Revisiting “Be Nice”: #BeNice2.0

In late July of 2017, I pushed my way into an airless warehouse-turned performance space to be part of an enthusiastic audience for this year’s “Sixty by 60,” the annual fundraiser for the Fusebox Festival, a not-to-be-missed series of glorious international art, dance, opera and all-round inventiveness that happens every Spring in Austin, Texas. For free.

Fusebox’s 60×60 gives performers 60 seconds to say what they want to say.

The piece I remember most vividly featured a young African-American woman wearing a white t-shirt that read in bold, black letters, “Be Nice.”  A small woman, standing in the middle of the stage, she invited the 200 of sweating her sweating audience to pick up the white t-shirts she’d placed on their chairs and wave them over head, joining her in shouting “Be Nice!” to loud music.

The reference to the iconic New Orleans R&B queen Irma Thomas’ white handkerchief was there: Put your backfield in motion, even when your audience waves Confederate flags.

But 2017 brought us a new president, Travis Kalanick, Harvey Weinstein, shootings by and of policemen, fake news, children gunned down in churches, and more.  There is a lot of material to work with during 2018.

Though if it were up to me, a woman raised with the same words, I would make it BeNice2.0 to make it clear we’re done with the old “nice at a price.” We don’t need enemies. We need collaborators, supporters, friends, critics who are willing to listen.

The other thing I like about BeNice2.0 is that it takes us beyond “be kind,” unquestionably a necessary and admirable life rule.  To me, BeNice2.0, suggests a more active, engaging stance. Ask for what you need, point out unfair behavior, propose better approaches. Be active; #BeNice2.0

Leadership During a Crisis: Dallas Co. Sheriff Lupe Valdez on Police Shootings

A very, very sad week for our country: four shootings in cities across the country, with five police officers shot in Dallas during a peaceful “Black Lives Matter” protest. Sitting here in the middle of Texas, I am heartsick for my state and for Dallas, which for some reason has been a magnet for tragedy. Despite a vacuum (at best) of leadership among our state’s elected officials, I take my hat off to Lupe Valdez, sheriff of Dallas County.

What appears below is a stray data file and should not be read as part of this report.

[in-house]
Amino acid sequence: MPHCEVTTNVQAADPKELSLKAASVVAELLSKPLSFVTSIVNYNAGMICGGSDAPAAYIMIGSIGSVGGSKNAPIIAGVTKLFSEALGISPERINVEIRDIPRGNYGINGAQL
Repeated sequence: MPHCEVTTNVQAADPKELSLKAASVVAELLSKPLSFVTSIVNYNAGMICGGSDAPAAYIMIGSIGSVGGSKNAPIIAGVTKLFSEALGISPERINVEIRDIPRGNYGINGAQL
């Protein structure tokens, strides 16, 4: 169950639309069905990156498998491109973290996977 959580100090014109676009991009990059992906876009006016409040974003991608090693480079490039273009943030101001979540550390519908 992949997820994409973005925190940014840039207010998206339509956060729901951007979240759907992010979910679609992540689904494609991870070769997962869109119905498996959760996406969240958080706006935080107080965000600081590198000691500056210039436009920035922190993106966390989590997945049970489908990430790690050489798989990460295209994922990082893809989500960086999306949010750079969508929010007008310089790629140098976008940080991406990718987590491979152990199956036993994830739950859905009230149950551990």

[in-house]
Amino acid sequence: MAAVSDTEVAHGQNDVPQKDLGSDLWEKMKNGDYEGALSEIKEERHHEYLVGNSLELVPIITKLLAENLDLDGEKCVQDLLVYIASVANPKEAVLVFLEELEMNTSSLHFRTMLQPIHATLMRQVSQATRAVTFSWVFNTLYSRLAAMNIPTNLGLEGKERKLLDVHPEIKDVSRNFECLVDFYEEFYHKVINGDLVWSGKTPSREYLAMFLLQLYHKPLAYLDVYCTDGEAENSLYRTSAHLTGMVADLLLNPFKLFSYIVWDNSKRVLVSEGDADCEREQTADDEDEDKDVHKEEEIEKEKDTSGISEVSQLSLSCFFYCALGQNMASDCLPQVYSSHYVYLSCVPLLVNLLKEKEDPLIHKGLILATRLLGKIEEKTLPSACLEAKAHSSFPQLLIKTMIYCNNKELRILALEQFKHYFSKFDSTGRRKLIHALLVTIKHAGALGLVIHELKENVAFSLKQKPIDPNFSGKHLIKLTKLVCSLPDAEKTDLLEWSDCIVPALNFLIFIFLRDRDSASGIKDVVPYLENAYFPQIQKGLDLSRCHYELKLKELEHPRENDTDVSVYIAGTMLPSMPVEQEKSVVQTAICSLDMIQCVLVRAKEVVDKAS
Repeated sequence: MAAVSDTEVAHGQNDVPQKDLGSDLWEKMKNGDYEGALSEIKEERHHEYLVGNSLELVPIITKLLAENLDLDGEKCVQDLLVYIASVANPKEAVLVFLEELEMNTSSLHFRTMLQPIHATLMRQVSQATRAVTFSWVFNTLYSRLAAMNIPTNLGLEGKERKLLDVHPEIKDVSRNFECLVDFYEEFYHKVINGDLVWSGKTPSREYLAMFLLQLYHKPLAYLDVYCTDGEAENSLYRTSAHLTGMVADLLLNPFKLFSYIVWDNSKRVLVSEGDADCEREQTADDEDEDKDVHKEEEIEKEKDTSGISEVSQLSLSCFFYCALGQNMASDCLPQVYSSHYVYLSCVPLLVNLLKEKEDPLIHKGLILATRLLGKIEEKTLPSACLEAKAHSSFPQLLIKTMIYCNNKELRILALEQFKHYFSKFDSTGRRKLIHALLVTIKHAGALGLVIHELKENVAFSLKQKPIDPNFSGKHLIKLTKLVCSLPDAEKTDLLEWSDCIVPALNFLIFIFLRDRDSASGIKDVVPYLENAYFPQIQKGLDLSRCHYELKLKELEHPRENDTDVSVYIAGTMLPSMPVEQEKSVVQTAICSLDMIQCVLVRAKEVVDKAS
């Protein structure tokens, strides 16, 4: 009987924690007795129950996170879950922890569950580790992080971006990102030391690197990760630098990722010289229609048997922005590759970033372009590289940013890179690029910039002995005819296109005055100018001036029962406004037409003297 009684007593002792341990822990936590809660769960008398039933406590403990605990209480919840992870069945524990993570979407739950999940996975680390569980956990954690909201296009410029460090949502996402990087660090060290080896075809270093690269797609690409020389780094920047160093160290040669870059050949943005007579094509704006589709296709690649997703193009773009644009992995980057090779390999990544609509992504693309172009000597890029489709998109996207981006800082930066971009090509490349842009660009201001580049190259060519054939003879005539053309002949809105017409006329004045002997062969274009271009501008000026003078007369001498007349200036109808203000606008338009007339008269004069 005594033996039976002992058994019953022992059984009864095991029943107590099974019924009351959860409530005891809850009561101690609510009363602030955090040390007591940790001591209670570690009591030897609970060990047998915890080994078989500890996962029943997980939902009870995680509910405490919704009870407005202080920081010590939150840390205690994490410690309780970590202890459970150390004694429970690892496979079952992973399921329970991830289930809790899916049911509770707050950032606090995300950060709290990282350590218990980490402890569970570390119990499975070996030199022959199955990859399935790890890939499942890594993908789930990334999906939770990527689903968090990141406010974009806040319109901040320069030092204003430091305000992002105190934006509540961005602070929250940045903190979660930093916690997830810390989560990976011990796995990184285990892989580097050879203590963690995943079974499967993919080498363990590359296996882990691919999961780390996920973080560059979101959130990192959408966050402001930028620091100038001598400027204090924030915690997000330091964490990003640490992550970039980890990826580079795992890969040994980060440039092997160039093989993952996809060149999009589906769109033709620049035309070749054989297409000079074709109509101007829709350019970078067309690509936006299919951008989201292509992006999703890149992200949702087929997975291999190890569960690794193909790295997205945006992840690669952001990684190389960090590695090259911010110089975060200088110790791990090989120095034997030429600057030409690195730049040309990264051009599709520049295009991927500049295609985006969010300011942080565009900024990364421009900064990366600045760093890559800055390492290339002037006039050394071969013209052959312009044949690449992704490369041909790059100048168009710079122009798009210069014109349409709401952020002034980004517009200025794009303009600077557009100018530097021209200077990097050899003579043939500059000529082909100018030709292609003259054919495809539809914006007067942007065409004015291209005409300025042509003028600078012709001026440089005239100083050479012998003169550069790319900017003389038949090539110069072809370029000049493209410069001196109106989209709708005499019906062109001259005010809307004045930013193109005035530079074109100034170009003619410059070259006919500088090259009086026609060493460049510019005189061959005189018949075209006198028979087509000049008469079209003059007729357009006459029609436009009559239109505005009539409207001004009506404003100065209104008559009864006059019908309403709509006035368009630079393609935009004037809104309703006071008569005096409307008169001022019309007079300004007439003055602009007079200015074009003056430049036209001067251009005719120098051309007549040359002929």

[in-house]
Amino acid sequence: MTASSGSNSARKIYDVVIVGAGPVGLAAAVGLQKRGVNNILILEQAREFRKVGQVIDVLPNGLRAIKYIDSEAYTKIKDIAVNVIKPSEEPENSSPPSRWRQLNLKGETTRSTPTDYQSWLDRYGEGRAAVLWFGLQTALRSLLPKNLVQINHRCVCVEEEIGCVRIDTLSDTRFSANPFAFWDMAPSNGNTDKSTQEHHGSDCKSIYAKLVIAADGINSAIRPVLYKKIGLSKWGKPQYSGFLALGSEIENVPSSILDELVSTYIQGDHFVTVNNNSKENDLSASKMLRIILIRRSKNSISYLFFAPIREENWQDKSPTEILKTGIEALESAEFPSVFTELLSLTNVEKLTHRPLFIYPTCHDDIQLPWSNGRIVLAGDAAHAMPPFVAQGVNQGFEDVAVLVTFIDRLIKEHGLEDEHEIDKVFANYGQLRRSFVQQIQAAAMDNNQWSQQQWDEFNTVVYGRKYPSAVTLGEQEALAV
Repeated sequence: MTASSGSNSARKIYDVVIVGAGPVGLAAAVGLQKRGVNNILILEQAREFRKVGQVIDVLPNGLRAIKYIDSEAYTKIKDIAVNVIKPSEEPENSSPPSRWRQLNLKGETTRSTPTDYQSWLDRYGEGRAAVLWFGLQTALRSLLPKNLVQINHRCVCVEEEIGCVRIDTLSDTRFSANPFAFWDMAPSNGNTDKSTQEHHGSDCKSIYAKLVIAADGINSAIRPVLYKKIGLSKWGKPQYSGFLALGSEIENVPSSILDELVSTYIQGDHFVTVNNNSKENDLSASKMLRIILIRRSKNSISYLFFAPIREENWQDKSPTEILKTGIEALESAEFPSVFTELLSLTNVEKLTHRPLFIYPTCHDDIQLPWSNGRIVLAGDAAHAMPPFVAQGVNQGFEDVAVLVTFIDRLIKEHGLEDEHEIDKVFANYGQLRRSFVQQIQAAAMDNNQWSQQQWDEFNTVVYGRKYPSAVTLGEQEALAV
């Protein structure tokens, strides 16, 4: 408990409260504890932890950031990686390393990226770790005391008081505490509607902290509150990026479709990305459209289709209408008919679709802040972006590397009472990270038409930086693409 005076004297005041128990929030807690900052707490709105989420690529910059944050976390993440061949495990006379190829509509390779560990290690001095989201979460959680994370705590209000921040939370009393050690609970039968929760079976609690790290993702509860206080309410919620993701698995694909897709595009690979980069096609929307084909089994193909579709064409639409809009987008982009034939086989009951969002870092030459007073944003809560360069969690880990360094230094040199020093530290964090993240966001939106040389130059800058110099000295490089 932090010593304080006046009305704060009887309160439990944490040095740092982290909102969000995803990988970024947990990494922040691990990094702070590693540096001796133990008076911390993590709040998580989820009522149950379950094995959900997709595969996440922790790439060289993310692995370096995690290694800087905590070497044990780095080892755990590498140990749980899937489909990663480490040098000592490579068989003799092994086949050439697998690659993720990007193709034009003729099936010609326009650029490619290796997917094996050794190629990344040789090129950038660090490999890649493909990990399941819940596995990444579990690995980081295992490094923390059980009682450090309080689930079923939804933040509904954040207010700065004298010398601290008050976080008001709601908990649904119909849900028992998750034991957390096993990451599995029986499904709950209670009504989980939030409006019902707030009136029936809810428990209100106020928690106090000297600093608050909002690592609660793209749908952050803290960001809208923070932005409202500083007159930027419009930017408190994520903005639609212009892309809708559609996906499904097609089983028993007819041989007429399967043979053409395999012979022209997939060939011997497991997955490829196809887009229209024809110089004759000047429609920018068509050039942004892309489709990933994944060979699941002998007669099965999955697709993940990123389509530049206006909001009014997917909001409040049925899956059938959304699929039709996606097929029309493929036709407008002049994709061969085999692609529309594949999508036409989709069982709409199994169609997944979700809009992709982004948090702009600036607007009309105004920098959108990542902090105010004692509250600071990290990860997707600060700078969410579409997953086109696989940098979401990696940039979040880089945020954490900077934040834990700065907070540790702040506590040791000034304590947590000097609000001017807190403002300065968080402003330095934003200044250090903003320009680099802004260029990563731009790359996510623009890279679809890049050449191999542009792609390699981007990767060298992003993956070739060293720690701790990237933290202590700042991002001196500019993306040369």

Dallas Co. Sheriff Lupe Valdez, "I know at some point I'll cry," Courtesy of the Dallas Morning News
Sheriff Lupe Valdez, “At some point I’m going to cry. But right now I’m too busy.” Photo courtesy of the Dallas Morning News

Valdez, who is in her third term at the helm of a racially diverse county and the state’s second-largest city, spoke to NPR yesterday, responding openly and honestly to questions that would have made many others defensive (take note, Mrs. Clinton). She explaining why she was “not comfortable” with law enforcement officers’ wearing riot gear during citizen protests: “You put people in riot gear, you’re saying we’re expecting you to misbehave, so we’re ready for you….”

She closed with one of the most human “official” statements I’ve heard:

“I think – what I hear a lot and what I feel is – or what I’ve said a lot today – at some point, I’m going to cry. But right now I’m too busy. Right now we need to take care of things. But I think that’s important for all of us. At some point, it’s going to hit us. But right now we’re just, as I said, we’re good at crisis. We react. We do what needs to be done.”

Thank you, Sheriff Valdez.